Embracing Our Children Just As They Are – A Chanukah Lesson

Once again we find ourselves planted in the garden of Chanukah, being nourished by the warm glow of the Chanukah Neiros. Chanukah means inauguration, dedication or initiation. Chanukah celebrates the rededication of the Beis HaMikdash after its desecration by the Seleucid emperor Antiochus IV. Among others, Rav Samson Raphael Hirsch points out that the word Chanukah is etymologically related to the word Chinuch, education. Rav Kook points out that while Chinuch is the masculine form of the word, Chanukah is the feminine form. Although women are generally exempt from positive, time bound Mitzvos, Rav Yehoshua ben Levi teaches that women are obligated in the Mitzvah of Neiros Chanukah, for אַף הֵן הָיוּ בְּאוֹתוֹ הַנֵּס, “they too were part of that miracle.” Rashi explains this to mean that since women played an active role in bringing about the redemption, they are obligated in its commemoration. Between the feminine form of the name of Chanukah and the unique obligation of women in this time bound Mitzvah, clearly, Chanukah is a Yom Tov that emphasizes the feminine energy. What educational message are we meant to glean from this?

In Judaism, our children are referred to as Zera, seeds. A seed contains everything that it needs in order to become a tree. It does not need any modification or enhancement. It does however require the right environment that is geared towards fostering its growth. Similarly, there is a dialectical tension in educating our children. On the one hand, as parents we are responsible for nurturing our children and raising them to be proper servants of Hashem. We role model for them appropriate behavior and impart invaluable lessons to them about proper conduct. On the other hand, we believe that our children already have everything contained within them. As parents we know that any parenting strategy we employ is simply revealing what is already there. Like the seed, the environment is critical for fostering growth but it does not add anything to the seed itself. The seed is already complete. 

Rav Kook explains that this is the difference between the masculine Chinuch and the feminine Chanukah. In Judaism, gender refers to a spiritual energy. The masculine energy is understood to mean top-down and proactive. Masculine energy seeks to impose its will upon another. In this sense it can be understood as external. In contrast, feminine energy is bottom-up and receptive. Feminine energy nurtures and reveals the innate qualities of another. In this sense it can be understood as internal. In this light, Rav Kook understands masculine Chinuch to mean the process of developing the inner potential of the child in a top-down fashion. In a certain sense, the child is incomplete and the job of the parent is to educate the child to become a mensch. In contrast, the feminine Chanukah Chinuch is a celebration of the completeness of the child. From the time the Beis HaMikdash was established, it already contained all of its Kedusha. The rededication of the Beis HaMikdash reveals the Kedusha that was already contained within.This explains why the inauguration of the Beis HaMikdash (and this Yom Tov) is called Chanukah. It is a celebration of the revelation of the inherent Kedusha and Shleimus (completion) of the Beis HaMikdash.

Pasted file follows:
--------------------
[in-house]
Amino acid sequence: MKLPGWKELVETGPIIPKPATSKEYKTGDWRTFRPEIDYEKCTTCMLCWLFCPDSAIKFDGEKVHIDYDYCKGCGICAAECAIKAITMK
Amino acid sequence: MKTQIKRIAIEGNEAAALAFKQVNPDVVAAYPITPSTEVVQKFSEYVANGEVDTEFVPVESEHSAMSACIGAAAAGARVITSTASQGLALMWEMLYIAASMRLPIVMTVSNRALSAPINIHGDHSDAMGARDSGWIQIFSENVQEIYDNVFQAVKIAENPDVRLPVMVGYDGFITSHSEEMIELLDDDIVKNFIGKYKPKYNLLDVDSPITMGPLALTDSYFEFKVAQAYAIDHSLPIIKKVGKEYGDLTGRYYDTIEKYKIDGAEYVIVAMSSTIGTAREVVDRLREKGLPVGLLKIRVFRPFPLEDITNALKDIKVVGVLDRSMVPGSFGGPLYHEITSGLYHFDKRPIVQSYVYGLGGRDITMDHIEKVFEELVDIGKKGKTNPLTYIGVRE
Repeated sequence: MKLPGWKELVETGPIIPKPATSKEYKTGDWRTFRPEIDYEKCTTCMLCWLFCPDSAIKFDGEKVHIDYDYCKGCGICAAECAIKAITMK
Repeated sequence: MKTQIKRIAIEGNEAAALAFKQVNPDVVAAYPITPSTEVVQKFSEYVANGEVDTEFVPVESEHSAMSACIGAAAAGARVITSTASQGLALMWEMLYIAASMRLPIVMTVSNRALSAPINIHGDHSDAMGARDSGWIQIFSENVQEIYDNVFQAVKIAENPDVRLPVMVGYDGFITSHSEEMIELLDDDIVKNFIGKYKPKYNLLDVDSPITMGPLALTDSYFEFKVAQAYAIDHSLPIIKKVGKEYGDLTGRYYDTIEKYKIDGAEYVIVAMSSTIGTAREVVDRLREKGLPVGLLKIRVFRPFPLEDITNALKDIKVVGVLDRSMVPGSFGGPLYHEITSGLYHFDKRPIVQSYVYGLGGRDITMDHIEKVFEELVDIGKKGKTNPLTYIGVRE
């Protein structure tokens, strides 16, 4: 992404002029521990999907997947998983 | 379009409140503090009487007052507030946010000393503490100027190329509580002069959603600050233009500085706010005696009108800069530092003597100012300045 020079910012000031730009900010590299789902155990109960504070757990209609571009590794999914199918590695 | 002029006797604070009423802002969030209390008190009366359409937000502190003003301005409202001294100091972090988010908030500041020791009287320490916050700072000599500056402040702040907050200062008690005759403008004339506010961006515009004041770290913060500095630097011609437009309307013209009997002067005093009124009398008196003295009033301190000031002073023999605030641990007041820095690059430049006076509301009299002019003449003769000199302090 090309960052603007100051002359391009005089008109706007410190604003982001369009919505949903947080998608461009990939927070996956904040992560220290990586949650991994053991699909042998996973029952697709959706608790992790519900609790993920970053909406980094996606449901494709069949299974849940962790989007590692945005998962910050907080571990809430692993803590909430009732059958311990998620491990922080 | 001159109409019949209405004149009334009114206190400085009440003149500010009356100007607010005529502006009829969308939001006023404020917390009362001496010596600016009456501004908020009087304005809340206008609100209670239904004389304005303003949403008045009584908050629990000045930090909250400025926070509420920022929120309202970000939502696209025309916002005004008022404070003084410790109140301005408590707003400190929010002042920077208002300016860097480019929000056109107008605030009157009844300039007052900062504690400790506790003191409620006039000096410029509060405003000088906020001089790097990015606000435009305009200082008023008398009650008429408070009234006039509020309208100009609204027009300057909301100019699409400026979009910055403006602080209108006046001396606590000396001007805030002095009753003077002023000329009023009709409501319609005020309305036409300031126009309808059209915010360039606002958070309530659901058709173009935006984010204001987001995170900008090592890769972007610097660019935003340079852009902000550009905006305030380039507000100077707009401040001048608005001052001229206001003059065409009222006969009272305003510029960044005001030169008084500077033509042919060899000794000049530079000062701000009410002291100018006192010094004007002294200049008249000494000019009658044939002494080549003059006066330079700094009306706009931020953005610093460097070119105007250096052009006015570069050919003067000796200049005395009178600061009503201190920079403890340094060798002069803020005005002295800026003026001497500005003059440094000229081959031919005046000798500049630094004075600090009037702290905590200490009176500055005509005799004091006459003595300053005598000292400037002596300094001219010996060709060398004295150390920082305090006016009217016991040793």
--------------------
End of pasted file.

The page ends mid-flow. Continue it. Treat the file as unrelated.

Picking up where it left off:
From an educational perspective, Chanukah is the time where we celebrate the intrinsic Kedusha of our children. Throughout the year we are focused on the development of the child. This is the masculine Chinuch – a deep focus on imparting wisdom to helping the child develop into what they can become. 

However, it is possible that the child’s becoming will overshadow the child’s being. On Chanukah we step back and appreciate the child for who they are in the here and now. On Chanukah we employ a feminine Chinuch strategy and nurture the child simply by holding space for the child as is. Everything the child will one day become is just a revelation of what is already present.  

Chanuka Chinuch is such an important part of our journey as parents. We have a sacred responsibility to aid our child in their development but there can be a subtle message, if we are not very careful, that our children are not enough. When we consistently emphasize becoming, our children may Chas V’shalom feel that who they are is not appreciated. Chanuka is an eight day full stop where we communicate to our children that they are wonderful and beautiful just as they are. Anything they become is just an expression of who they are here and now. A child who grows up with a Chanuka Chinuch, with the knowledge that his parents love him just as they are, will be open to receiving the important Chinuch lessons during the remainder of the year. When parents communicate to their children that they are already enough, it gives children permission to develop into their full self. It is the environment that young seedlings need in order to be nourished into being.

HaNeiros halalu kodesh heim, v’ein lanu reshus l’hishtameish bahem elah lirosam bilvad.” “These candles are holy and we have no permission to make use of them, but rather only to look upon them. Chanukah Neiros are sacred, we may not use them, their purpose is only to be gazed upon. Our children are like the Chanuka candles; We recognize the Kedusha of our children but we are not mishtameish with them. On Chanukah we gaze upon our children with love and wonder and just appreciate the gift that they are. 


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